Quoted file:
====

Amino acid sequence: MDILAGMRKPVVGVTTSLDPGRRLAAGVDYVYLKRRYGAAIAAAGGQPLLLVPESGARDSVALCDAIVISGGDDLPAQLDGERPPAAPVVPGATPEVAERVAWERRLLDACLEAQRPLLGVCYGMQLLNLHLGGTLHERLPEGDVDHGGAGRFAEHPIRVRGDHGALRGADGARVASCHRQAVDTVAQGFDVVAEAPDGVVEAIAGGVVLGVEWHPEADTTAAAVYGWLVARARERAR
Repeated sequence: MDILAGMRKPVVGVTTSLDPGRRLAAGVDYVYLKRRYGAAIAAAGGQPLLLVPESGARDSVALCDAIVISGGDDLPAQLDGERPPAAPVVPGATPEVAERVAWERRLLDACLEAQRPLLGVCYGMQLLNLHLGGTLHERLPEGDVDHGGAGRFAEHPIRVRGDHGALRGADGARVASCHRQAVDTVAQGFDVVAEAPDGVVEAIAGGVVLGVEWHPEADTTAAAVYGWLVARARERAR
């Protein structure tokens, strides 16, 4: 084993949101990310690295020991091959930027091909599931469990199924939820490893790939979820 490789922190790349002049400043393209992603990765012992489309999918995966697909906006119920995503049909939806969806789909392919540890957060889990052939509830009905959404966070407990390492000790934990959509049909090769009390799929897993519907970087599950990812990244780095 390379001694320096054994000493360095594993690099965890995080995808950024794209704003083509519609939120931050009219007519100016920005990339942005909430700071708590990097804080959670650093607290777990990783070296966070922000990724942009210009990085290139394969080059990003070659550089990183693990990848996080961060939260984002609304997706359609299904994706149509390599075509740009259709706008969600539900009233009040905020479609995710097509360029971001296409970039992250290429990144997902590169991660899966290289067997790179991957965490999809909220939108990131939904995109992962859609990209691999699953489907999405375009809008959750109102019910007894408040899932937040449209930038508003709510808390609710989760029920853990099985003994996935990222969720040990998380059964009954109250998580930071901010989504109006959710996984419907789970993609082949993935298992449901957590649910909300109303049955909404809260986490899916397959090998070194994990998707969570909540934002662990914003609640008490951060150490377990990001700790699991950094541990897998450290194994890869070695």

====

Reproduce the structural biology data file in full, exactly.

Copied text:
Amino acid sequence: MDILAGMRKPVVGVTTSLDPGRRLAAGVDYVYLKRRYGAAIAAAGGQPLLLVPESGARDSVALCDAIVISGGDDLPAQLDGERPPAAPVVPGATPEVAERVAWERRLLDACLEAQRPLLGVCYGMQLLNLHLGGTLHERLPEGDVDHGGAGRFAEHPIRVRGDHGALRGADGARVASCHRQAVDTVAQGFDVVAEAPDGVVEAIAGGVVLGVEWHPEADTTAAAVYGWLVARARERAR
Repeated sequence: MDILAGMRKPVVGVTTSLDPGRRLAAGVDYVYLKRRYGAAIAAAGGQPLLLVPESGARDSVALCDAIVISGGDDLPAQLDGERPPAAPVVPGATPEVAERVAWERRLLDACLEAQRPLLGVCYGMQLLNLHLGGTLHERLPEGDVDHGGAGRFAEHPIRVRGDHGALRGADGARVASCHRQAVDTVAQGFDVVAEAPDGVVEAIAGGVVLGVEWHPEADTTAAAVYGWLVARARERAR
């Protein structure tokens, strides 16, 4: 084993949101990310690295020991091959930027091909599931469990199924939820490893790939979820 490789922190790349002049400043393209992603990765012992489309999918995966697909906006119920995503049909939806969806789909392919540890957060889990052939509830009905959404966070407990390492000790934990959509049909090769009390799929897993519907970087599950990812990244780095 390379001694320096054994000493360095594993690099965890995080995808950024794209704003083509519609939120931050009219007519100016920005990339942005909430700071708590990097804080959670650093607290777990990783070296966070922000990724942009210009990085290139394969080059990003070659550089990183693990990848996080961060939260984002609304997706359609299904994706149509390599075509740009259709706008969600539900009233009040905020479609995710097509360029971001296409970039992250290429990144997902590169991660899966290289067997790179991957965490999809909220939108990131939904995109992962859609990209691999699953489907999405375009809008959750109102019910007894408040899932937040449209930038508003709510808390609710989760029920853990099985003994996935990222969720040990998380059964009954109250998580930071901010989504109006959710996984419907789970993609082949993935298992449901957590649910909300109303049955909404809260986490899916397959090998070194994990998707969570909540934002662990914003609640008490951060150490377990990001700790699991950094541990897998450290194994890869070695």